'It's time to get our children back into the classroom' -Teachers and parents on schools reopening

Last updated: 05-20-2020

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'It's time to get our children back into the classroom' -Teachers and parents on schools reopening

'It's time to get our children back into the classroom' -Teachers and parents on schools reopening
Parents and teachers share whether they think schools should reopen in June
By Telegraph Readers
18 May 2020 • 2:52pm
At the government's press briefing on Saturday Education Secretary Gavin Williamson sought to reassure parents and teachers  on the decision to reopen schools in England.
He said the proposals were based on the 'best scientific advice' and that certain year groups including Reception, Year 1 and Year 6 will return next month as they 'stand to lose more by missing school'. The measures designed to protect students and teachers include reducing class sizes as well as rigorous hygiene and hand washing, Mr Williamson confirmed. 
However, despite a major study concluding that the risk of coronavirus spreading in schools is 'extremely low' , some parents and teachers are concerned about the practicalities of social distancing measures in schools and whether the safety of children and staff can be assured. 
The Telegraph sourced the opinions of teachers and parents on children returning to school in June from our comments section,  Politics WhatsApp group  and via email. Read on for the best comments and join the conversation by sharing your view on when and why schools should reopen in the comments section below.
'I cannot square my child returning to school with the official government guidance'
Anonymous:
"I will probably not be sending my 5-year-old to school on June 1. At this point I cannot square this with official government guidance. The official guidance states, among other things, that activities deemed too risky include: using a playground or outdoor gym, exercising in an indoor studio or gym and gathering with more than one member of another household. Engaging in any of those activities, at this point in time, risks a £100 fine doubling for each subsequent offence.
"It defies logic that using a playground in a park is deemed excessively risky but using a playground at a school is somehow fine. Meeting in a park with more than one person from another household is punishable with a £100 fine but meeting dozens of people indoor at school is okay."
'The lockdown is accelerating the divide between children in state and private schools'
Emma:
"As someone with children at both state and private schools I can see how the lockdown will be accelerating the divide between the performance of children attending school in both sectors.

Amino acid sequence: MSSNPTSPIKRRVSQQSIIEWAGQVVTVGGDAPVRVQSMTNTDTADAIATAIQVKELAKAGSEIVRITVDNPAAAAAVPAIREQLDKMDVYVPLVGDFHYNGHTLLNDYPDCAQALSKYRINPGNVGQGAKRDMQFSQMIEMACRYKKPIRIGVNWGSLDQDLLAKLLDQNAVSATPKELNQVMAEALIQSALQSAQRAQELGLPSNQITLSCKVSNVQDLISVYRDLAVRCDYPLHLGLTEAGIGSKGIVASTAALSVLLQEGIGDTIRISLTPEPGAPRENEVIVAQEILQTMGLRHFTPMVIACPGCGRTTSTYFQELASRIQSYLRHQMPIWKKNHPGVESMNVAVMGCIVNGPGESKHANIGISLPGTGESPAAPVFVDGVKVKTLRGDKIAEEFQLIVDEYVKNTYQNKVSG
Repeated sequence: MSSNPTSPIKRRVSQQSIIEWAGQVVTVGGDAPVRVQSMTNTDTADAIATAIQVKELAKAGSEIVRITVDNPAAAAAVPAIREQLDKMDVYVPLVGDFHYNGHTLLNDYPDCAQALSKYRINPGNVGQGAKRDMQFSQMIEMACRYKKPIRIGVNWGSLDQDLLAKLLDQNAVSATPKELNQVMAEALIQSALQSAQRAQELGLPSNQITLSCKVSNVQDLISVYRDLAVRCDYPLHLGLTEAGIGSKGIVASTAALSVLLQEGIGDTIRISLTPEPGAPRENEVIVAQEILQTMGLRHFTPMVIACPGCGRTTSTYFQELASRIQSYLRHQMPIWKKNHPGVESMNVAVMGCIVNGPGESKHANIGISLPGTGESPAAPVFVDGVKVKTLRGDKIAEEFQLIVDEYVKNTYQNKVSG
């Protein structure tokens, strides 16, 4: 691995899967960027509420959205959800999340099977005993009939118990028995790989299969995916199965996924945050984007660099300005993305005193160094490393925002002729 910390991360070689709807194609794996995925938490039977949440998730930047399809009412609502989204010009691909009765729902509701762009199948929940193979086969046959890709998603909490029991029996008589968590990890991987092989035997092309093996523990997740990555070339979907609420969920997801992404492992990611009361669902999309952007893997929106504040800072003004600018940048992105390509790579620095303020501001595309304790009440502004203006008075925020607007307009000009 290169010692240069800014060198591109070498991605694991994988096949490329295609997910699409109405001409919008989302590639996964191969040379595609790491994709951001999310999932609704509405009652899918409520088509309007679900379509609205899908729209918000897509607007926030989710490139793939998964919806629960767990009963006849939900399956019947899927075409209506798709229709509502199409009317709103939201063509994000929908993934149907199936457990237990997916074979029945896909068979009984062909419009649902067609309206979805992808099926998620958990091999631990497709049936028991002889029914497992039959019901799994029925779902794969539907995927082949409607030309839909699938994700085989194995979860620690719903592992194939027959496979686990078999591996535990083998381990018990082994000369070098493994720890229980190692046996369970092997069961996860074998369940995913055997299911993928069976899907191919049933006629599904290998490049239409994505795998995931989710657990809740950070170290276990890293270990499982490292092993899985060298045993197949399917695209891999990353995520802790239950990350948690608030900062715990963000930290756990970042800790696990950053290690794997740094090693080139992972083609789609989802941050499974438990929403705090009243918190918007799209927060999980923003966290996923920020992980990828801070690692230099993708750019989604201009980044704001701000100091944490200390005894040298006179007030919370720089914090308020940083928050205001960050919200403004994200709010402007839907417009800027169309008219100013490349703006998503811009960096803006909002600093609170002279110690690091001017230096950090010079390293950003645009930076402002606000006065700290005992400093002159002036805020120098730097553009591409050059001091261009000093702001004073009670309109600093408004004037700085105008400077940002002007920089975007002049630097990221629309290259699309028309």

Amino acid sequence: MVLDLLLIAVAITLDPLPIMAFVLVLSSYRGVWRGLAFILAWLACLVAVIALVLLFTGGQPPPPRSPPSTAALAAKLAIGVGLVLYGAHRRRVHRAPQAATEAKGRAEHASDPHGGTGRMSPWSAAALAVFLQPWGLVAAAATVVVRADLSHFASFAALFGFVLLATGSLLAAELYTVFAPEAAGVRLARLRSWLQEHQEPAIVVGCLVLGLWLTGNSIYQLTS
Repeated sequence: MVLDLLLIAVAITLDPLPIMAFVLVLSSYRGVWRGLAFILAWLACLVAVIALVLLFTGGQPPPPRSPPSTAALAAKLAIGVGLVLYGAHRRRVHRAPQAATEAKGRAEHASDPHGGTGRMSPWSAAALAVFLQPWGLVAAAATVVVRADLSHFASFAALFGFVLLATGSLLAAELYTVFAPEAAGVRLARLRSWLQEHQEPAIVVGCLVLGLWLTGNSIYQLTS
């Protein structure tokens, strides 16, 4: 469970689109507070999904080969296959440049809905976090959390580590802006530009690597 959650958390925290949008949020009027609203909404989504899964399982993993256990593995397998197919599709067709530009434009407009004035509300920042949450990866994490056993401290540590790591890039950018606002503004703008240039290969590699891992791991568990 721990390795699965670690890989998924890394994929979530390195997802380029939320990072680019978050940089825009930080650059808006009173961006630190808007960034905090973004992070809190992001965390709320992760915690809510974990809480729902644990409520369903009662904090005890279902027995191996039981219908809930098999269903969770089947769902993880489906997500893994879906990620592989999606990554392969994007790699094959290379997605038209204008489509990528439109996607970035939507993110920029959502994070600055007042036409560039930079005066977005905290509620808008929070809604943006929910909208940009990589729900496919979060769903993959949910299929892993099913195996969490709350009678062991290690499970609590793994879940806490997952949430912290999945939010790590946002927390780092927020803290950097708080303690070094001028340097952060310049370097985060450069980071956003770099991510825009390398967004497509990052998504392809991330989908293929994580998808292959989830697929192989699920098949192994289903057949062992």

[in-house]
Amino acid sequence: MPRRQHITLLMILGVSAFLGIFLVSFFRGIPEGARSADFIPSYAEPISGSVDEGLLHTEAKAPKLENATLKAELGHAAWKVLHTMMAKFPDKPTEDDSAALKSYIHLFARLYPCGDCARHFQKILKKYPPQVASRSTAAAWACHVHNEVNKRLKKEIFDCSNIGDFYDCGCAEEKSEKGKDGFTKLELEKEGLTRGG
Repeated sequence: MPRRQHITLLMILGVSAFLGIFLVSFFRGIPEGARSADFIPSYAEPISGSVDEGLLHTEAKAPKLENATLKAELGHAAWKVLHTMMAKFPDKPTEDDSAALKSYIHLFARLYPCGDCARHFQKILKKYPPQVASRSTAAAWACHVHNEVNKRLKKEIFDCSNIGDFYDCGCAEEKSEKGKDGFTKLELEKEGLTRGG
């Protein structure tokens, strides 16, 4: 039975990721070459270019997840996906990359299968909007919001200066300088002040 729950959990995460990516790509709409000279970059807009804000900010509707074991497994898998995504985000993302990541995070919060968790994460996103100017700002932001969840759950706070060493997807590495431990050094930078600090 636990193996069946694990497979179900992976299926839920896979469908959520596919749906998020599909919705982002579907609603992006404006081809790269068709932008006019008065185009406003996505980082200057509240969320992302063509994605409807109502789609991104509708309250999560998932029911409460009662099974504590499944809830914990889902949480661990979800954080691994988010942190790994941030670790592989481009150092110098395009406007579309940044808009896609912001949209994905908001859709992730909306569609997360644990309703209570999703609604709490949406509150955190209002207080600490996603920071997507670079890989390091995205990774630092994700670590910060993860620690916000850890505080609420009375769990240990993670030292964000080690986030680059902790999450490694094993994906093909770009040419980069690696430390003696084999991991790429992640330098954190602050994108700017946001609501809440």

"One son, at an academic independent day school, has a full day of activity. If he isn’t logged in his tutor emails me very quickly to find out where he is.
"My younger daughter is at an outstanding state primary. She never logs into the school online platform and has barely submitted a piece of work. Nobody has noticed her absence.
"I mean no criticism of the primary school which perhaps does not have the staff and resources to cope. But there is no doubt many children will be falling behind." 
'The teachers are fantastic and want to teach'
Ian Watson:
"My 5-year-old has been at school as we are key workers. The teachers are fantastic and want to teach.
"Either schools are safe, or my son is a potential sacrifice to keep the NHS running. It’s the former. I really don’t get the "not until September" mantra, this won’t be gone in 12 weeks. Like all things with ending lockdown, let's take small steps and opening primary schools seems a good start." 
'I am extremely concerned by the recommendation that no PPE or social distancing is necessary"
Helen Bellamy:
"I will not be sending my children back to school. I do not believe the government’s view that young children don’t transmit the virus, as I feel that the scientific evidence for this is weak.
"I am extremely puzzled and concerned by the recommendation that no PPE or social distancing is necessary in schools.
 "I live in Leeds where transmission rates are nowhere near low enough for a return to school on June 1 to be safe for the whole community."
'My son is badly missing his peers'
 Stephanie Cable:
"I want my reception-aged child back at school. He is badly missing his peers. I am not a teacher and he needs teaching.
"The schools have been open for keyworkers' children so surely the risk has been there throughout?"
'A few days or half days a week is the only way forward'
Alipurple:
"I work in a special needs school where my children do not understand social distancing. However they need to be back in school for their wellbeing and that of their families and it is a difficult dilemma for school management. 
"A few days or half days a week for all children with regular hand washing and cleaning is the only way forward."
'Schools should not rush to open, but wait until September' 
Melissa:
"I am a secondary school teacher and parent to a girl in Year 1. I am very concerned, particularly as I do not know what measures will be put in place other than 15 students maximum to a class. Years 10 and 12 are young adults. As such, there is surely a high risk of passing the virus around. 
"I will have to change my teaching method and rethink things that I’d normally do as second nature. Thinking about staying safe, not touching things and teaching is going to be hard! It will be hard for the students to not approach me and each other. As a languages teacher my lessons normally involve interaction. I’m not sure how to do this now.